In this blog, we look at the progress made by the cloud industry in reducing carbon emissions and the importance of incorporating environmental impact into infrastructure decisions.
While there are concerns over the long-term environmental impact of cloud computing, there have been considerable signs of improvement in recent years. The progress has been aided by the growing efforts of the three leading cloud providers, who have put policies in place to offset and reduce their contributions to the climate crisis. Although there is a significant way to go, it is encouraging to see initiatives of this nature in motion.
The largest cloud provider, AWS have committed to running their infrastructure using 100% renewable energy and have so far invested in 59 wind and solar projects, 68 on-site solar systems and 127 global renewable energy projects. Microsoft have developed their own Sustainability Calculator, to help businesses analyse the carbon emissions of the Azure services they use, and they have also committed to powering their data centres by 100% renewable energy by 2025. As for Google, they’ve matched 100% of their electricity consumption with renewable energy purchases since 2017 and by 2030 they aim to completely operate on clean energy 24/7, across every region.
What these examples show is companies recognising the very immediate need to address the ongoing climate crisis. As made evident by COVID-19, the use of cloud technology is only set to become more ubiquitous. Therefore, it is important that its future is responsibly safeguarded, by ensuring data centre energy usage doesn’t further exacerbate the climate challenges we’re facing.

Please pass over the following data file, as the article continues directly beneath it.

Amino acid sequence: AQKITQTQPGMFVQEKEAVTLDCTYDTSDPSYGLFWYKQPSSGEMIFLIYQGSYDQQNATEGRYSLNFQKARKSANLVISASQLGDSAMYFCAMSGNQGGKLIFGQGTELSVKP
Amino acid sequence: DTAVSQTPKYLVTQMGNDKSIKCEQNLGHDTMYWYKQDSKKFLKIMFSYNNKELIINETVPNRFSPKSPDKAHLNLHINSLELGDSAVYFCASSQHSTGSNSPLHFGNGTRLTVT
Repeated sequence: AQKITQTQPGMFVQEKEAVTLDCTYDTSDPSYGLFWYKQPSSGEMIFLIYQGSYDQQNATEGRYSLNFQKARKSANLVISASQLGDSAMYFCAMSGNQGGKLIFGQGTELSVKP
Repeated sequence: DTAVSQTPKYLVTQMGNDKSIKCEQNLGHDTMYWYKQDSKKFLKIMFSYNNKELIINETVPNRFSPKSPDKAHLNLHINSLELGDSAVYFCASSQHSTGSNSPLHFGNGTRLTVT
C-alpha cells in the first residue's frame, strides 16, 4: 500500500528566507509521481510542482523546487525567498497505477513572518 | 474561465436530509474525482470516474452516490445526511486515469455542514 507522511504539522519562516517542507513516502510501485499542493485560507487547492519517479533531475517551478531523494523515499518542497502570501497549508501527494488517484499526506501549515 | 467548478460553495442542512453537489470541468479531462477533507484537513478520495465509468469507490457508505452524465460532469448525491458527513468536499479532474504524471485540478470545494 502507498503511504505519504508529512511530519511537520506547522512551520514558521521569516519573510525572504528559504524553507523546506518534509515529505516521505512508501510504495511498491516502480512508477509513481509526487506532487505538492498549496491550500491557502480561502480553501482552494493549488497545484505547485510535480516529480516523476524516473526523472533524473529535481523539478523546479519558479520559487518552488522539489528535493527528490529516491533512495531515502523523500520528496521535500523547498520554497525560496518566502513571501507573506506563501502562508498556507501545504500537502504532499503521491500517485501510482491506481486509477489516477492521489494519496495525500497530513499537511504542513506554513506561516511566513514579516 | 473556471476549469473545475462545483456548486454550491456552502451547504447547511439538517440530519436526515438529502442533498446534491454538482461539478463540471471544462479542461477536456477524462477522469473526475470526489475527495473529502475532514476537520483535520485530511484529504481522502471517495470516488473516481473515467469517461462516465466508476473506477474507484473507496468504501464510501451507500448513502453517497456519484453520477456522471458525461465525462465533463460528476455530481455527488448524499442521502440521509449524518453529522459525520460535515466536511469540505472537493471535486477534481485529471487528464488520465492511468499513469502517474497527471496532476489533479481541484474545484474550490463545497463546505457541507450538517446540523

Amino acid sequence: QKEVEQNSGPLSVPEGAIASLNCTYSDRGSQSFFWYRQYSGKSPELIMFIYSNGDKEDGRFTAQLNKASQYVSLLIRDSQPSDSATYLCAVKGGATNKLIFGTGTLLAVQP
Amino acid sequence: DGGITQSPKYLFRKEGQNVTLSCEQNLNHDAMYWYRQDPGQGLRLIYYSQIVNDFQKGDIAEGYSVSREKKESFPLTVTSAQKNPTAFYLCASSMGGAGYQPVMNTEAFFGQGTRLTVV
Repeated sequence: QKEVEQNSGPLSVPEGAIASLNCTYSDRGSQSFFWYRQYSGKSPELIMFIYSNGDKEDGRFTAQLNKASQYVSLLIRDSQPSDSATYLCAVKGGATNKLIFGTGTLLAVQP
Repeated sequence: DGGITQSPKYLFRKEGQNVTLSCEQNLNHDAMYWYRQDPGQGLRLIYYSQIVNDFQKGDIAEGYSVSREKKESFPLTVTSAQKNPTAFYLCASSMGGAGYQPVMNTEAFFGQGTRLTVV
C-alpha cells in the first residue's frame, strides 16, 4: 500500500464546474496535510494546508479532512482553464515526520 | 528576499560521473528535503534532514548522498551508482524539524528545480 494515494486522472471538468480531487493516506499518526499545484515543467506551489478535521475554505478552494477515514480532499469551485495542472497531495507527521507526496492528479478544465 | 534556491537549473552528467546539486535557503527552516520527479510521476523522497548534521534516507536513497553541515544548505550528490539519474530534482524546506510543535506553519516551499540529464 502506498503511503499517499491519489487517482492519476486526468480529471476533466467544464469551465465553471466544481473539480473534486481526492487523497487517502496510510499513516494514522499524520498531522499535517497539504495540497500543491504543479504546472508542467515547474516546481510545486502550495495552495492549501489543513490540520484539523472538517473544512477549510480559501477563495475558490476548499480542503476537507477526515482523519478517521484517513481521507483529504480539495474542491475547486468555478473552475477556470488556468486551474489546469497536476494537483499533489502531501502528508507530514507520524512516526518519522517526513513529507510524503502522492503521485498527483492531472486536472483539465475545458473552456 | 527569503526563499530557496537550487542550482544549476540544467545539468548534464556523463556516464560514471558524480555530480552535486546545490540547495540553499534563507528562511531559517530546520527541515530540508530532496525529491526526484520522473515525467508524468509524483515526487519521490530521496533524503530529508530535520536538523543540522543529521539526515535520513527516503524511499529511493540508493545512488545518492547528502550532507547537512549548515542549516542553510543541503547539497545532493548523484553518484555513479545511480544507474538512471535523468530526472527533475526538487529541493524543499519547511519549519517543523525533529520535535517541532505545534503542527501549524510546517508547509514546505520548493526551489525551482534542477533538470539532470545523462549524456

While it’s important that cloud providers take responsibility to improve the infrastructure and services they offer, there is also onus on businesses to be conscious of the options available to them when they use cloud.
Microsoft’s Sustainability Calculator is a great tool for this as it offers enterprises the ability to understand and analyse the environmental impact of their IT infrastructure and identify the main contributing factors to their emissions. However, although the level of detail their dashboard provides is very useful, there are a couple of things to remember:
This means that if a particular workload has a negative environmental impact, or it could have reduced its impact by using a different machine or a different data centre, the company won’t know until after it has been run. Therefore, the information can only be used to influence future decisions.
A more valuable use of this data would be for it to enable businesses to pre-empt their carbon emissions and make adjustments before they press “Go”. With a tool that could integrate data on the relative environmental impact of each available option, businesses could make informed decisions, on a workload-by-workload basis.
This is the value the YellowDog Index brings to the YellowDog Platform. As an integration to our Platform, this free resource enables businesses to make proactive decisions. The Index scans the cloud market, collecting information about the machines available and categorises them based on the environmental impact of the data centre’s energy source. Our Platform then uses this information in its automated provisioning strategies, so businesses can find the right source of cloud compute based on their preferences and constraints. Using our Best Source of Compute algorithms, businesses are given a report before they run their workload, to show them why the computing resources were selected. This gives them an opportunity to make adjustments, if they wish, before they spend any money.
The combination of the YellowDog Index’s wealth of data and the intelligent algorithms within the Platform, gives users all the information they need before they commit to a chosen machine. They can save costs, improve performance and reduce their environmental impact, without the manual calculation and resulting headache!
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